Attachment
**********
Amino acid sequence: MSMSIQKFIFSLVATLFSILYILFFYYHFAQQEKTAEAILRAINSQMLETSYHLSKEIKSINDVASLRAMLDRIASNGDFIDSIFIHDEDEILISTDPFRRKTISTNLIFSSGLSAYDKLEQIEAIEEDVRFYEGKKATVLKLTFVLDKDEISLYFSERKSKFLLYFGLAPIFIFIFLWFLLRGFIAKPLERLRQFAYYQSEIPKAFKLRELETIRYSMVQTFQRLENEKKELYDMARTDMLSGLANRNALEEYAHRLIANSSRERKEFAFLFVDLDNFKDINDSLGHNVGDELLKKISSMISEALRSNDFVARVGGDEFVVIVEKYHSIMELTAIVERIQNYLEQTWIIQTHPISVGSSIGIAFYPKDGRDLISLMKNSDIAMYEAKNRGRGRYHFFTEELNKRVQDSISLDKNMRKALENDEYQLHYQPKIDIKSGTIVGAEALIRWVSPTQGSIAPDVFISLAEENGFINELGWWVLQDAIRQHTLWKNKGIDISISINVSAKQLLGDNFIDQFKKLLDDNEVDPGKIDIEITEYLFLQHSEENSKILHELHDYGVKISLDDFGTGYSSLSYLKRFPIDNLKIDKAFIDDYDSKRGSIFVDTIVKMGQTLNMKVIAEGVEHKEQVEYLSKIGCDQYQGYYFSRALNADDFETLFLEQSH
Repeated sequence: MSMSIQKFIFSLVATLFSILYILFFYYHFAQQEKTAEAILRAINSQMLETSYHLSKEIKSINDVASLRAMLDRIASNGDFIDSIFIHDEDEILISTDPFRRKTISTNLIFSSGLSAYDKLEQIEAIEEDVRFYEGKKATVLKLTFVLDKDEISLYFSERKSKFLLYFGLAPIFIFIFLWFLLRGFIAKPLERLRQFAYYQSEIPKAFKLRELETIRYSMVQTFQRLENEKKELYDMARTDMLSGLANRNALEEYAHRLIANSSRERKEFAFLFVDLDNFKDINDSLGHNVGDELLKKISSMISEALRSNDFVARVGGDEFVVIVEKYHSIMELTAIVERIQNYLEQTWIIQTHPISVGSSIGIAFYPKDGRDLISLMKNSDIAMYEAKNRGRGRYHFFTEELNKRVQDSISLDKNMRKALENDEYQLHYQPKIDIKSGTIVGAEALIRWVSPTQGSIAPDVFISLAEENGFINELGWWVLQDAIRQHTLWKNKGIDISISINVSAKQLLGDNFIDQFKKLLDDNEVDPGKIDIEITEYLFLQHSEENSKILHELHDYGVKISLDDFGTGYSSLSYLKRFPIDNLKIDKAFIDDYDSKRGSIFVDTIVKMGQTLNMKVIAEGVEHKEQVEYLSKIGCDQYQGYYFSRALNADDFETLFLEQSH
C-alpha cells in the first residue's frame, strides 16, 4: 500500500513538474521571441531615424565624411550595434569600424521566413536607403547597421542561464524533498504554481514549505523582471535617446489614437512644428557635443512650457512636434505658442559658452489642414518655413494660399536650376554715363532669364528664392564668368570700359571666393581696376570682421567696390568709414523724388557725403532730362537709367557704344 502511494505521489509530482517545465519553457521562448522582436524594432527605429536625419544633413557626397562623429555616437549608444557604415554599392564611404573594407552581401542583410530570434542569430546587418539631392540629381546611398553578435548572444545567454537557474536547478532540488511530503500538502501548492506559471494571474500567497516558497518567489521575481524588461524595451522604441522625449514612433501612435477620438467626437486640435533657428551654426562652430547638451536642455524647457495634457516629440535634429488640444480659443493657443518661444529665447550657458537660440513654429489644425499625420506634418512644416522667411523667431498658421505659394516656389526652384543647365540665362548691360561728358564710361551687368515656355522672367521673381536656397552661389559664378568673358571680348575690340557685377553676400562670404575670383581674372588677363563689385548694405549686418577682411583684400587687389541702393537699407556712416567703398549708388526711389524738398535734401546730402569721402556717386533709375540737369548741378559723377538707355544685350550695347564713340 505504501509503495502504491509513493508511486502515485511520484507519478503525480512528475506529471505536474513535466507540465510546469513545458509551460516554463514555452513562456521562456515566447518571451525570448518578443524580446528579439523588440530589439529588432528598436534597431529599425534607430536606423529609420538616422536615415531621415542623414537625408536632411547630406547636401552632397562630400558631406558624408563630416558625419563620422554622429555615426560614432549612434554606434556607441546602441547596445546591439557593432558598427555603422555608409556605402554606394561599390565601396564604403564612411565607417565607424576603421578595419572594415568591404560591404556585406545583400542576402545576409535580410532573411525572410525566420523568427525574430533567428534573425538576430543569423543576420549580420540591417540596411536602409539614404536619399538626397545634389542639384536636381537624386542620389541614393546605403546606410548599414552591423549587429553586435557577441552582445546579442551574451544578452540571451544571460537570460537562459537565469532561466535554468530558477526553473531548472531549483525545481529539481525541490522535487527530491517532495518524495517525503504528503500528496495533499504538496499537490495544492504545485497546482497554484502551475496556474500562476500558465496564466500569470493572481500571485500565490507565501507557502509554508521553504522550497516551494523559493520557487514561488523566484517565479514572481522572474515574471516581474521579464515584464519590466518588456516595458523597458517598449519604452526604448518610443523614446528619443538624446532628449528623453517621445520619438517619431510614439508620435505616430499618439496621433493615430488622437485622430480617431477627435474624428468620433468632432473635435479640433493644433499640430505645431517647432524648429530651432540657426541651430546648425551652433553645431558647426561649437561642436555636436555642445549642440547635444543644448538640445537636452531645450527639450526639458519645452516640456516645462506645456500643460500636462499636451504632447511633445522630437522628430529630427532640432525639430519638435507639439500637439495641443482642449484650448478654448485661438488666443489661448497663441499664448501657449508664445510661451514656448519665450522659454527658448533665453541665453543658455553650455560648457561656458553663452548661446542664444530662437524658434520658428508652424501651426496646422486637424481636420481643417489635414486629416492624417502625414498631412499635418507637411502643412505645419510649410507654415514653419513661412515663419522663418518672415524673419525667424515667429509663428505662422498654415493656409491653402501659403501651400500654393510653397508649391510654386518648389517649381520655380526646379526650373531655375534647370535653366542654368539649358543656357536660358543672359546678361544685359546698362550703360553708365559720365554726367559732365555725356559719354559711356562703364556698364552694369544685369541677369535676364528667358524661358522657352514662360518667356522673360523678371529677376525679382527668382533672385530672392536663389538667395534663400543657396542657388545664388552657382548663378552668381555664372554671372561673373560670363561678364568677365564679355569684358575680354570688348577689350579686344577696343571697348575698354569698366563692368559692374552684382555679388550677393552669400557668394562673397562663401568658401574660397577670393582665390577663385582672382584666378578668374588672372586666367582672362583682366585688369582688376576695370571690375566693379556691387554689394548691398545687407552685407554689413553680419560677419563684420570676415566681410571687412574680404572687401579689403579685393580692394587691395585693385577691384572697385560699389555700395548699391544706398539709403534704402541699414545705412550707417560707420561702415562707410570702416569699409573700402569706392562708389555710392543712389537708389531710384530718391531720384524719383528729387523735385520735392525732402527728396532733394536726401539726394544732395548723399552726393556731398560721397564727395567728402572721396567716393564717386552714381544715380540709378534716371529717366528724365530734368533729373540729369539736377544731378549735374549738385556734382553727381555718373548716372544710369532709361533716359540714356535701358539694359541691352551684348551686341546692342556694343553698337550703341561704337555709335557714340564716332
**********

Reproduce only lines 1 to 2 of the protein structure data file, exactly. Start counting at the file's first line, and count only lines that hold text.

Amino acid sequence: MSMSIQKFIFSLVATLFSILYILFFYYHFAQQEKTAEAILRAINSQMLETSYHLSKEIKSINDVASLRAMLDRIASNGDFIDSIFIHDEDEILISTDPFRRKTISTNLIFSSGLSAYDKLEQIEAIEEDVRFYEGKKATVLKLTFVLDKDEISLYFSERKSKFLLYFGLAPIFIFIFLWFLLRGFIAKPLERLRQFAYYQSEIPKAFKLRELETIRYSMVQTFQRLENEKKELYDMARTDMLSGLANRNALEEYAHRLIANSSRERKEFAFLFVDLDNFKDINDSLGHNVGDELLKKISSMISEALRSNDFVARVGGDEFVVIVEKYHSIMELTAIVERIQNYLEQTWIIQTHPISVGSSIGIAFYPKDGRDLISLMKNSDIAMYEAKNRGRGRYHFFTEELNKRVQDSISLDKNMRKALENDEYQLHYQPKIDIKSGTIVGAEALIRWVSPTQGSIAPDVFISLAEENGFINELGWWVLQDAIRQHTLWKNKGIDISISINVSAKQLLGDNFIDQFKKLLDDNEVDPGKIDIEITEYLFLQHSEENSKILHELHDYGVKISLDDFGTGYSSLSYLKRFPIDNLKIDKAFIDDYDSKRGSIFVDTIVKMGQTLNMKVIAEGVEHKEQVEYLSKIGCDQYQGYYFSRALNADDFETLFLEQSH
Repeated sequence: MSMSIQKFIFSLVATLFSILYILFFYYHFAQQEKTAEAILRAINSQMLETSYHLSKEIKSINDVASLRAMLDRIASNGDFIDSIFIHDEDEILISTDPFRRKTISTNLIFSSGLSAYDKLEQIEAIEEDVRFYEGKKATVLKLTFVLDKDEISLYFSERKSKFLLYFGLAPIFIFIFLWFLLRGFIAKPLERLRQFAYYQSEIPKAFKLRELETIRYSMVQTFQRLENEKKELYDMARTDMLSGLANRNALEEYAHRLIANSSRERKEFAFLFVDLDNFKDINDSLGHNVGDELLKKISSMISEALRSNDFVARVGGDEFVVIVEKYHSIMELTAIVERIQNYLEQTWIIQTHPISVGSSIGIAFYPKDGRDLISLMKNSDIAMYEAKNRGRGRYHFFTEELNKRVQDSISLDKNMRKALENDEYQLHYQPKIDIKSGTIVGAEALIRWVSPTQGSIAPDVFISLAEENGFINELGWWVLQDAIRQHTLWKNKGIDISISINVSAKQLLGDNFIDQFKKLLDDNEVDPGKIDIEITEYLFLQHSEENSKILHELHDYGVKISLDDFGTGYSSLSYLKRFPIDNLKIDKAFIDDYDSKRGSIFVDTIVKMGQTLNMKVIAEGVEHKEQVEYLSKIGCDQYQGYYFSRALNADDFETLFLEQSH